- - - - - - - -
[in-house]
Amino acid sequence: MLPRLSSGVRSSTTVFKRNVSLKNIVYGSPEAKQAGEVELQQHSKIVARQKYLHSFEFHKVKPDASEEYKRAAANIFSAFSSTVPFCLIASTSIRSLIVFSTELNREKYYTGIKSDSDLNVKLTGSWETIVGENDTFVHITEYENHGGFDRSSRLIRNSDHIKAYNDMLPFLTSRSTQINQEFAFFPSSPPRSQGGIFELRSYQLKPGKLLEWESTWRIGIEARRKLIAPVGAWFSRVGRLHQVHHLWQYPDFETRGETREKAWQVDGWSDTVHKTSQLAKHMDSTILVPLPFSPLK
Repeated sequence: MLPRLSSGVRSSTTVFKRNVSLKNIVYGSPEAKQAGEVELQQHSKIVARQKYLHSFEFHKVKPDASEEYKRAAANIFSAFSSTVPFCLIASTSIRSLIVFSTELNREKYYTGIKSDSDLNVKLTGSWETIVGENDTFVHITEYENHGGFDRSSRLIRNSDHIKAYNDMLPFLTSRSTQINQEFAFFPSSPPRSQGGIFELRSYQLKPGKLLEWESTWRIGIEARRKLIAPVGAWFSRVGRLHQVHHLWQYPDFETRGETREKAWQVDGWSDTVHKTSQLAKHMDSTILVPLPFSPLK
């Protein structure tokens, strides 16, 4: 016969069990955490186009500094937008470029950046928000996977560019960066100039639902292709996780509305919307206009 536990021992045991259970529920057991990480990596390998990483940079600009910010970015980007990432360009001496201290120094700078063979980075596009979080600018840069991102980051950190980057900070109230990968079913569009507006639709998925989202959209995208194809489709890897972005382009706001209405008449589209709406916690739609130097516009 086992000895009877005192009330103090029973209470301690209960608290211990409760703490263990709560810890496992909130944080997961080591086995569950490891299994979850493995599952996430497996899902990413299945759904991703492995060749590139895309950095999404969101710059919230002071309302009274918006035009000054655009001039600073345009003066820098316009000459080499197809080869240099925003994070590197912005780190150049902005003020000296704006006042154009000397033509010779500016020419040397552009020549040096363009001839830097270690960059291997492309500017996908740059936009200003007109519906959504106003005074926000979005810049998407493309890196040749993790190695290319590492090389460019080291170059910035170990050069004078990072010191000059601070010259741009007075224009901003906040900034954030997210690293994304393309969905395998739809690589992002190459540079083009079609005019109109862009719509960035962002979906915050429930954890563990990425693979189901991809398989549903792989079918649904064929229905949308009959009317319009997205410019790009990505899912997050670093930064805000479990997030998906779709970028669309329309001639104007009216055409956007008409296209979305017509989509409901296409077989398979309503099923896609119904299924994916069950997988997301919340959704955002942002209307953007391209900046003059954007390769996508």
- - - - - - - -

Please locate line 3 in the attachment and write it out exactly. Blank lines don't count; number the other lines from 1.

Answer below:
Repeated sequence: MLPRLSSGVRSSTTVFKRNVSLKNIVYGSPEAKQAGEVELQQHSKIVARQKYLHSFEFHKVKPDASEEYKRAAANIFSAFSSTVPFCLIASTSIRSLIVFSTELNREKYYTGIKSDSDLNVKLTGSWETIVGENDTFVHITEYENHGGFDRSSRLIRNSDHIKAYNDMLPFLTSRSTQINQEFAFFPSSPPRSQGGIFELRSYQLKPGKLLEWESTWRIGIEARRKLIAPVGAWFSRVGRLHQVHHLWQYPDFETRGETREKAWQVDGWSDTVHKTSQLAKHMDSTILVPLPFSPLK